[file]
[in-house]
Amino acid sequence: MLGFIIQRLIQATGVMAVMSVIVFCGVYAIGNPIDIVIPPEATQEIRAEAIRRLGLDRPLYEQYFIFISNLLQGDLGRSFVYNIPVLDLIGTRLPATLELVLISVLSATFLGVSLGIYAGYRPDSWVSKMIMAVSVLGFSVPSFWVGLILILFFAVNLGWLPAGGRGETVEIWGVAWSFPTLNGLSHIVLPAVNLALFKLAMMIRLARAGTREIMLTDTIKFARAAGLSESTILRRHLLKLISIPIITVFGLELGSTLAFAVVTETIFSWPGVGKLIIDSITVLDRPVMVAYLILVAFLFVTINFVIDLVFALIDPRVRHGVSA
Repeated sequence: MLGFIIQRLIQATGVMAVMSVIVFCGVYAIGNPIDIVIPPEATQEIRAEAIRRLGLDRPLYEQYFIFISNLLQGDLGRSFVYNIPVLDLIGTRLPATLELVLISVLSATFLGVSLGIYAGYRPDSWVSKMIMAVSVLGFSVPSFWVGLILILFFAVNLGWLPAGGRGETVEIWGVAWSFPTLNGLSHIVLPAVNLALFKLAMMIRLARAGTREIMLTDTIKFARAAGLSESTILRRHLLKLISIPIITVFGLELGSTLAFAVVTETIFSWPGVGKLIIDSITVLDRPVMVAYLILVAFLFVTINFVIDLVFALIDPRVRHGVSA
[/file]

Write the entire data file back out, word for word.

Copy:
[in-house]
Amino acid sequence: MLGFIIQRLIQATGVMAVMSVIVFCGVYAIGNPIDIVIPPEATQEIRAEAIRRLGLDRPLYEQYFIFISNLLQGDLGRSFVYNIPVLDLIGTRLPATLELVLISVLSATFLGVSLGIYAGYRPDSWVSKMIMAVSVLGFSVPSFWVGLILILFFAVNLGWLPAGGRGETVEIWGVAWSFPTLNGLSHIVLPAVNLALFKLAMMIRLARAGTREIMLTDTIKFARAAGLSESTILRRHLLKLISIPIITVFGLELGSTLAFAVVTETIFSWPGVGKLIIDSITVLDRPVMVAYLILVAFLFVTINFVIDLVFALIDPRVRHGVSA
Repeated sequence: MLGFIIQRLIQATGVMAVMSVIVFCGVYAIGNPIDIVIPPEATQEIRAEAIRRLGLDRPLYEQYFIFISNLLQGDLGRSFVYNIPVLDLIGTRLPATLELVLISVLSATFLGVSLGIYAGYRPDSWVSKMIMAVSVLGFSVPSFWVGLILILFFAVNLGWLPAGGRGETVEIWGVAWSFPTLNGLSHIVLPAVNLALFKLAMMIRLARAGTREIMLTDTIKFARAAGLSESTILRRHLLKLISIPIITVFGLELGSTLAFAVVTETIFSWPGVGKLIIDSITVLDRPVMVAYLILVAFLFVTINFVIDLVFALIDPRVRHGVSA